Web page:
Seems like Brexit is causing all sorts of problems in ways that we didn’t pre-empt. For small Irish businesses using Xero, one irritating headache that it’s created relates to using bank feeds.

Xero’s Position on Irish Bank Feeds

In late November 2020, Xero released the following statement:

‘Our ability to provide bank feeds for Irish banks is reliant on being able to ‘passport’ our UK- regulated status into Ireland’  [but with the Brexit transition period ending on 31st December 2020 our] ‘ability to passport that status to Ireland will end on the same date’.

Or in other words, Xero is no longer able to provide automated bank feeds for Irish banks.

Xero are continuing to explore options including potentially piggybacking on third-party feed data providers. They are also looking at expanding the features of their data capture tool called Hubdoc (which comes free with certain Xero licences) so that it can read and export Irish bank statements. Ongoing UK/EU Brexit negotiations may also provide a silver bullet and allow for Xero to passport its regulated status again. However, all these options are more likely to be resolved in months rather than weeks. Small business users who have been using Xero for some time will remember that this is not the first time that bank feeds have been affected. Changes in EU Standards (PSD2 – the second iteration of the EU Payment Services Directive) on 14th September 2019 resulted in bank feeds going down for several months. The AIB bank feed was reactivated in January 2020 (about four months later) with the Bank of Ireland feed reactivated in early March (after around six months).

7 Ways to Deal With the Issue

It’s certainly hard to live without the benefits of a daily sync once you are used to it. So in the meantime, here are 7 ways that FinOps have addressed the issue for clients:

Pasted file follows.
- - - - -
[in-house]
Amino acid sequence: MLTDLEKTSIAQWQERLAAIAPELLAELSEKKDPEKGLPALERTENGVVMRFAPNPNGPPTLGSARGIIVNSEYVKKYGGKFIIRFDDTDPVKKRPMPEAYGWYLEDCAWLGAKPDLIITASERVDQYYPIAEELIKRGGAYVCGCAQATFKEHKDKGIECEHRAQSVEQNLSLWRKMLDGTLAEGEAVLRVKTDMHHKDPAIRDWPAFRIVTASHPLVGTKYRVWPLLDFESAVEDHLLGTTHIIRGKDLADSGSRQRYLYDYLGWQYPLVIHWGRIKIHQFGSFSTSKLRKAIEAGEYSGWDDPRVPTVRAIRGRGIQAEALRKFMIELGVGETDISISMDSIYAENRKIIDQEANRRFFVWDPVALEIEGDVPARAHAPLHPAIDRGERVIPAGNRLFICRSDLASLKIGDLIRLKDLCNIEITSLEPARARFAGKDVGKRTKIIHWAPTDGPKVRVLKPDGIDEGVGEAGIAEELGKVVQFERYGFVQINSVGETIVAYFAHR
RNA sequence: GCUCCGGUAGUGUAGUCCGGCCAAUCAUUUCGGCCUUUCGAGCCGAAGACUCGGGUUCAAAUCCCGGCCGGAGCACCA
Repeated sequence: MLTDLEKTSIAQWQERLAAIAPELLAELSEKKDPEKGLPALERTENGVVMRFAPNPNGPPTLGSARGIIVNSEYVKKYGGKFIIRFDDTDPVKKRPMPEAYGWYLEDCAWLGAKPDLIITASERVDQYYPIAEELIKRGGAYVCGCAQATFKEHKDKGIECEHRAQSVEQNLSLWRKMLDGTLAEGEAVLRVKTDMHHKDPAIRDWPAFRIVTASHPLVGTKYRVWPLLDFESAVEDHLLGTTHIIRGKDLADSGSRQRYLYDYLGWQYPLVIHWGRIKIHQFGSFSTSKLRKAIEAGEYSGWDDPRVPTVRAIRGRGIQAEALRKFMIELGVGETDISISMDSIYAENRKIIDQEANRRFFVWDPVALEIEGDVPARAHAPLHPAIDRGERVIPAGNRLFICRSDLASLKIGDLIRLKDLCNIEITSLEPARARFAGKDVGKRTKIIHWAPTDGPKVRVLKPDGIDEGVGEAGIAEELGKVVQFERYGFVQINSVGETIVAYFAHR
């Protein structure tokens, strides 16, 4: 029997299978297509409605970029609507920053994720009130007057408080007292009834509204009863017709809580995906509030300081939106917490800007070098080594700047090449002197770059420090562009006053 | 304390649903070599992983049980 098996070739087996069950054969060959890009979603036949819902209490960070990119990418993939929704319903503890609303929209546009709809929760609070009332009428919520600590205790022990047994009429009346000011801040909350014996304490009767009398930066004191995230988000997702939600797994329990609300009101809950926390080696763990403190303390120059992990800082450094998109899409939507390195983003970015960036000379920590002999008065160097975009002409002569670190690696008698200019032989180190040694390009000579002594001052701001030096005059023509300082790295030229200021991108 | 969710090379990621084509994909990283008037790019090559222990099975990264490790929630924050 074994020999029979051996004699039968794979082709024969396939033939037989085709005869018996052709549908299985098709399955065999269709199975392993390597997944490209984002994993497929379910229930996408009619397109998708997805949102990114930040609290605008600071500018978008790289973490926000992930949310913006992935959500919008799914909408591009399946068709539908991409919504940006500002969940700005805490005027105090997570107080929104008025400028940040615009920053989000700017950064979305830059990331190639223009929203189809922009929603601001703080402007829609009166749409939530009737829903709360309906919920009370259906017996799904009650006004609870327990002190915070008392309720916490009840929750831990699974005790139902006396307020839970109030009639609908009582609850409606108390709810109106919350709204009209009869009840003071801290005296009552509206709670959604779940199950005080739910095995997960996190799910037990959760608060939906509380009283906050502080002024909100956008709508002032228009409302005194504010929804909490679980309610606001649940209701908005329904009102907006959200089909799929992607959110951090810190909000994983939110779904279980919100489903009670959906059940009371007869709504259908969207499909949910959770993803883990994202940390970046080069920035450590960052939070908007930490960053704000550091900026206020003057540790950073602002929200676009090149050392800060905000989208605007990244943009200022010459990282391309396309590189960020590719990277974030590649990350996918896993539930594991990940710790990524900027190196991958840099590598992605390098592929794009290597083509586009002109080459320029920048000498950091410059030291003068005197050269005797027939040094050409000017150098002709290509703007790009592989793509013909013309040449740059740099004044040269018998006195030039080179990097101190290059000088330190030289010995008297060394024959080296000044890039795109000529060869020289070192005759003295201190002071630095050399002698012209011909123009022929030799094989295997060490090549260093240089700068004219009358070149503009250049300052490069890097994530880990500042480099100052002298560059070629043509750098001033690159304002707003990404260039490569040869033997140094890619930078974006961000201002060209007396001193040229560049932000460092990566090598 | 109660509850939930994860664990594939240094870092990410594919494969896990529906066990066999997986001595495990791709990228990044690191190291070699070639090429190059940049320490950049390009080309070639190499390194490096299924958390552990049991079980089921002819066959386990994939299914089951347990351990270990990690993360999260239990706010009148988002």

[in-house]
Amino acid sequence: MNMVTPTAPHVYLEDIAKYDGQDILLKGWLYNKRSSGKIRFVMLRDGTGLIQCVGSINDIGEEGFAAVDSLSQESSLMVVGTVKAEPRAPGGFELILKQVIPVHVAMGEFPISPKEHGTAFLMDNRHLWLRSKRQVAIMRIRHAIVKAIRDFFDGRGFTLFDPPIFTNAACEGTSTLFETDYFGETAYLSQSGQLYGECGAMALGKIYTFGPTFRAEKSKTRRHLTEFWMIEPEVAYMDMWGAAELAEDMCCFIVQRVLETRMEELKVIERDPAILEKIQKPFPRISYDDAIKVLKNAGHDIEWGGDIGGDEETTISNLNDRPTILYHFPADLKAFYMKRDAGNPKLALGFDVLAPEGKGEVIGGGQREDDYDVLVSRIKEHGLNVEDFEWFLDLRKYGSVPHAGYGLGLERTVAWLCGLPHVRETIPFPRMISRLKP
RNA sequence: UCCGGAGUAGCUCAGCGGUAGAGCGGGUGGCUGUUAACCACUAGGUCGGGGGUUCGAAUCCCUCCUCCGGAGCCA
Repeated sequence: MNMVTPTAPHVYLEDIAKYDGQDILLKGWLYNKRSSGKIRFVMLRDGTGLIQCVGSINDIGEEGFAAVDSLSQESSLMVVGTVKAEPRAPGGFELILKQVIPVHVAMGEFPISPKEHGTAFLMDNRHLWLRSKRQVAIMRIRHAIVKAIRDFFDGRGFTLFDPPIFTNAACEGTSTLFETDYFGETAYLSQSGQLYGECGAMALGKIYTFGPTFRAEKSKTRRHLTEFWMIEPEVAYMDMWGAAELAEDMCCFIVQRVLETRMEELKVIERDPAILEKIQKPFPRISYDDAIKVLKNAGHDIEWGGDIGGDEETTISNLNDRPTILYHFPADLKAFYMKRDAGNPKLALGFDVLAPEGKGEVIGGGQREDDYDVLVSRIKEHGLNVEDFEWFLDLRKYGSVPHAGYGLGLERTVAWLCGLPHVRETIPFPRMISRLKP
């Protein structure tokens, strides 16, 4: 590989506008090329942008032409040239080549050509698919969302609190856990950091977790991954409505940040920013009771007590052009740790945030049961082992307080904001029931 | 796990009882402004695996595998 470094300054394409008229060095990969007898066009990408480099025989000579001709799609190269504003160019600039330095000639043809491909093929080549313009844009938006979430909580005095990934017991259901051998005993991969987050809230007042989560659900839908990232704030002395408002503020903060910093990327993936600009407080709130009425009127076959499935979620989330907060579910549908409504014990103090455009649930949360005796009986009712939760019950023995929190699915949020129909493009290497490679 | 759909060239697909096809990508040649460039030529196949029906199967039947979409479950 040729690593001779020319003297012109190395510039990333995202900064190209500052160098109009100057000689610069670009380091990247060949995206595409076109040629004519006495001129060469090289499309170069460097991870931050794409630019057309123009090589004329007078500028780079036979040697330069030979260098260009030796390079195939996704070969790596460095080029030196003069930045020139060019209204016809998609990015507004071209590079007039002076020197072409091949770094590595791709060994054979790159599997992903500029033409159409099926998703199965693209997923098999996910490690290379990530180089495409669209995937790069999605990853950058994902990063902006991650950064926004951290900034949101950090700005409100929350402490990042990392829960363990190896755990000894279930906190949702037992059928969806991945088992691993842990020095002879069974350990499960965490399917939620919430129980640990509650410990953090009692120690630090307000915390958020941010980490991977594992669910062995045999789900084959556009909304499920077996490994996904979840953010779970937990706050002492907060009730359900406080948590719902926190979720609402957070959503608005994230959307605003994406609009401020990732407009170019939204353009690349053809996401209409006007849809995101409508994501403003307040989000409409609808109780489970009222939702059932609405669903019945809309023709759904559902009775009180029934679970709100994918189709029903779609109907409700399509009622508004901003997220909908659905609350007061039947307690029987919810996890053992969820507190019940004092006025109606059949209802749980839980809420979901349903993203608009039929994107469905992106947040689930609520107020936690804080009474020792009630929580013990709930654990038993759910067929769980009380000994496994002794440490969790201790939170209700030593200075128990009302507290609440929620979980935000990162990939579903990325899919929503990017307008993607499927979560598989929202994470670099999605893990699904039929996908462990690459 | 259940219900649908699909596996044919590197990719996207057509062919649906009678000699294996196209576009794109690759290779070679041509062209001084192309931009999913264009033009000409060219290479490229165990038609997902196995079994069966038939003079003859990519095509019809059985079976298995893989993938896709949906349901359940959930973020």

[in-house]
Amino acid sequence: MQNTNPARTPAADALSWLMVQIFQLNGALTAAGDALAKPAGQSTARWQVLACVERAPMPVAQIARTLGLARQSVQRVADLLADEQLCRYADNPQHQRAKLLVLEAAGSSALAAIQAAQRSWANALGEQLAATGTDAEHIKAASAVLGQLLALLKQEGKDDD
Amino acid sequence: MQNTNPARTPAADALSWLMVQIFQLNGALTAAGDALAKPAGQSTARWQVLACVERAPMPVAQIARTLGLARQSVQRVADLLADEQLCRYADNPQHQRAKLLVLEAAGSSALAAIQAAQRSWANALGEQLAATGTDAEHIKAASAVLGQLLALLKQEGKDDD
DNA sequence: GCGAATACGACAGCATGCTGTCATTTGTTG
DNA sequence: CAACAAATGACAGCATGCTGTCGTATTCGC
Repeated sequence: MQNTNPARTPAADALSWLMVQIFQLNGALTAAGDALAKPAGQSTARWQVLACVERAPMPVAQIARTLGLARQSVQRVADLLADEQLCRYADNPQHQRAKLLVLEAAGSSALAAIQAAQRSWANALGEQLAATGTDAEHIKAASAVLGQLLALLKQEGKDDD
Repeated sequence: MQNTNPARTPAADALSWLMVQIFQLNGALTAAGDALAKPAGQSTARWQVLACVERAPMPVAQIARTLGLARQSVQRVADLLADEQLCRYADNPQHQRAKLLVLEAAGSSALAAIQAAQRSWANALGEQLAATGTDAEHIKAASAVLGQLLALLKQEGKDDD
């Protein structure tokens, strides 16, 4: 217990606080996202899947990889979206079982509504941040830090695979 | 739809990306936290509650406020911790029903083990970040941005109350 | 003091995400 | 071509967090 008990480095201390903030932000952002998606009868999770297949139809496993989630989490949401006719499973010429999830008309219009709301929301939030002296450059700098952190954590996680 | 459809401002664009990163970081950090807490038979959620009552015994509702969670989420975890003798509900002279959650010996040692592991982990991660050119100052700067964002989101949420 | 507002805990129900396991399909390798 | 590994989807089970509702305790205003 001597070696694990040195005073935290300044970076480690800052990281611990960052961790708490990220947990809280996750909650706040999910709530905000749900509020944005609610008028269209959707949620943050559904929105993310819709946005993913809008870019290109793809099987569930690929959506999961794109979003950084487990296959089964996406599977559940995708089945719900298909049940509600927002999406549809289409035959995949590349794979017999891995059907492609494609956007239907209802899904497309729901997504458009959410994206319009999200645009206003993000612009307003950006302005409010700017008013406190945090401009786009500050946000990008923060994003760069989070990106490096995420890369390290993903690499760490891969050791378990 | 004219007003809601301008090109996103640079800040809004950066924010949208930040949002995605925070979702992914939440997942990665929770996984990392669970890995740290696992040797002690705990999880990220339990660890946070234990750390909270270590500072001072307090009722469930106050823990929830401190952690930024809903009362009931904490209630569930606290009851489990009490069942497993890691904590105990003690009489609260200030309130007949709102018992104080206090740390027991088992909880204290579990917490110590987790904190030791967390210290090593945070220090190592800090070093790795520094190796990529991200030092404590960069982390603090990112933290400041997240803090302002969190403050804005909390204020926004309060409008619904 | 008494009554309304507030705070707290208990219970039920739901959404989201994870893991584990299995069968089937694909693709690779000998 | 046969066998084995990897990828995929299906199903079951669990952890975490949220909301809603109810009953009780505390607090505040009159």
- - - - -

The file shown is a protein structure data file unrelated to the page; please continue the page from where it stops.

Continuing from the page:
1. Manually Import Transactions

For users who were used to life before the bank feed (including when it was down in 2019/20) their preferred option was to return to manually imported transactions using a .CSV file in a Xero stipulated format. It’s quite a manual process and takes some getting used to if you’ve never done it before.

This method involves exporting bank data from your banking supplier and manipulating the file on a spreadsheet (or similar) before uploading it again via the Xero template. The risk from an accounting perspective is that transactions are missed, data is entered erroneously, or descriptions are misaligned. You will need to check that the transactions are correct and make sure to complete a bank reconciliation to match the bank statement to avoid errors. The risk is somewhat lower if there is someone in your business who is regularly reconciling the bank and is accustomed to the process – for this reason, some clients who have an in-house office administrator chose this method.

Xero officially advise manually importing transactions and give users detailed instructions on the methodology on their site in this article.

  1. Enter Transactions Directly onto a Xero Template

For businesses with smaller numbers of transactions it is actually quicker to manually type in the bank transactions directly onto the .CSV template rather than exporting and sorting the data from the bank. As with method #1,  always check the file before uploading as removing errors after the fact is time-consuming.

  1. Manually Enter and Reconcile Transactions Directly in Xero

Again, this is a more likely option for businesses with a small number of transactions in any particular period. A combination of #1 and #2 can also be used depending on the volume or seasonality. It requires a little understanding of bookkeeping but nothing that can not be understood with basic training. First, select a bank account (Accounting >> Bank Accounts >> Account Transactions). Then open the help window whilst a bank account is selected. You will see a toggle option that is by default turned off. Toggle the ‘Enable Mark as Reconciled’ to reconcile transactions directly in Xero without the need to import statements.